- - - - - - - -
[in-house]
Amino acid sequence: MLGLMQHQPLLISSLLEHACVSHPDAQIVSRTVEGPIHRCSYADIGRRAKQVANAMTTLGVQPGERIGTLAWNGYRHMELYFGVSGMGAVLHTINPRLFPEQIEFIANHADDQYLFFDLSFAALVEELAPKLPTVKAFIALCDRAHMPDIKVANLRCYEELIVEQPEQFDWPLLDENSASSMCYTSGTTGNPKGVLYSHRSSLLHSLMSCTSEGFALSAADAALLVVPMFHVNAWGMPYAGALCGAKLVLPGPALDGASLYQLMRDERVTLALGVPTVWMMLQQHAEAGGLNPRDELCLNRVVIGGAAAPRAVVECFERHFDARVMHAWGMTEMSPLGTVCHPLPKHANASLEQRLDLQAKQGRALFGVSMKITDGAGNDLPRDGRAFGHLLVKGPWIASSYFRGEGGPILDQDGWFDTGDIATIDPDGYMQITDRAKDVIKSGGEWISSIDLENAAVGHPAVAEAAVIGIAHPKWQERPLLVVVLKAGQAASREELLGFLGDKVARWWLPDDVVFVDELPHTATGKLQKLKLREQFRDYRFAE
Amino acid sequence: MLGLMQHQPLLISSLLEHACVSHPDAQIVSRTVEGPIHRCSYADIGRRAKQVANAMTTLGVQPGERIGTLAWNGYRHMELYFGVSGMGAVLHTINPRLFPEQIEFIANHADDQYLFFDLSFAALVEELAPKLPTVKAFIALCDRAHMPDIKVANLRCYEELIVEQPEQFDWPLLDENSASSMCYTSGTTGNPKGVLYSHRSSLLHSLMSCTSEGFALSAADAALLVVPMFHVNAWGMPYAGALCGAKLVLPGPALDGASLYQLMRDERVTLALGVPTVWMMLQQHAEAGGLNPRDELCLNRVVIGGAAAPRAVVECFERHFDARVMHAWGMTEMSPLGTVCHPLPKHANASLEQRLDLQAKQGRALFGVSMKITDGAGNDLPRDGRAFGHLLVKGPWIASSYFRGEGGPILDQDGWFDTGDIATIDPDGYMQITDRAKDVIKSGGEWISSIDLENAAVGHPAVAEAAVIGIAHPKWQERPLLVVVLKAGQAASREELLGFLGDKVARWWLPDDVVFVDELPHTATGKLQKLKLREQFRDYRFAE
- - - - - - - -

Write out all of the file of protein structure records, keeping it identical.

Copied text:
[in-house]
Amino acid sequence: MLGLMQHQPLLISSLLEHACVSHPDAQIVSRTVEGPIHRCSYADIGRRAKQVANAMTTLGVQPGERIGTLAWNGYRHMELYFGVSGMGAVLHTINPRLFPEQIEFIANHADDQYLFFDLSFAALVEELAPKLPTVKAFIALCDRAHMPDIKVANLRCYEELIVEQPEQFDWPLLDENSASSMCYTSGTTGNPKGVLYSHRSSLLHSLMSCTSEGFALSAADAALLVVPMFHVNAWGMPYAGALCGAKLVLPGPALDGASLYQLMRDERVTLALGVPTVWMMLQQHAEAGGLNPRDELCLNRVVIGGAAAPRAVVECFERHFDARVMHAWGMTEMSPLGTVCHPLPKHANASLEQRLDLQAKQGRALFGVSMKITDGAGNDLPRDGRAFGHLLVKGPWIASSYFRGEGGPILDQDGWFDTGDIATIDPDGYMQITDRAKDVIKSGGEWISSIDLENAAVGHPAVAEAAVIGIAHPKWQERPLLVVVLKAGQAASREELLGFLGDKVARWWLPDDVVFVDELPHTATGKLQKLKLREQFRDYRFAE
Amino acid sequence: MLGLMQHQPLLISSLLEHACVSHPDAQIVSRTVEGPIHRCSYADIGRRAKQVANAMTTLGVQPGERIGTLAWNGYRHMELYFGVSGMGAVLHTINPRLFPEQIEFIANHADDQYLFFDLSFAALVEELAPKLPTVKAFIALCDRAHMPDIKVANLRCYEELIVEQPEQFDWPLLDENSASSMCYTSGTTGNPKGVLYSHRSSLLHSLMSCTSEGFALSAADAALLVVPMFHVNAWGMPYAGALCGAKLVLPGPALDGASLYQLMRDERVTLALGVPTVWMMLQQHAEAGGLNPRDELCLNRVVIGGAAAPRAVVECFERHFDARVMHAWGMTEMSPLGTVCHPLPKHANASLEQRLDLQAKQGRALFGVSMKITDGAGNDLPRDGRAFGHLLVKGPWIASSYFRGEGGPILDQDGWFDTGDIATIDPDGYMQITDRAKDVIKSGGEWISSIDLENAAVGHPAVAEAAVIGIAHPKWQERPLLVVVLKAGQAASREELLGFLGDKVARWWLPDDVVFVDELPHTATGKLQKLKLREQFRDYRFAE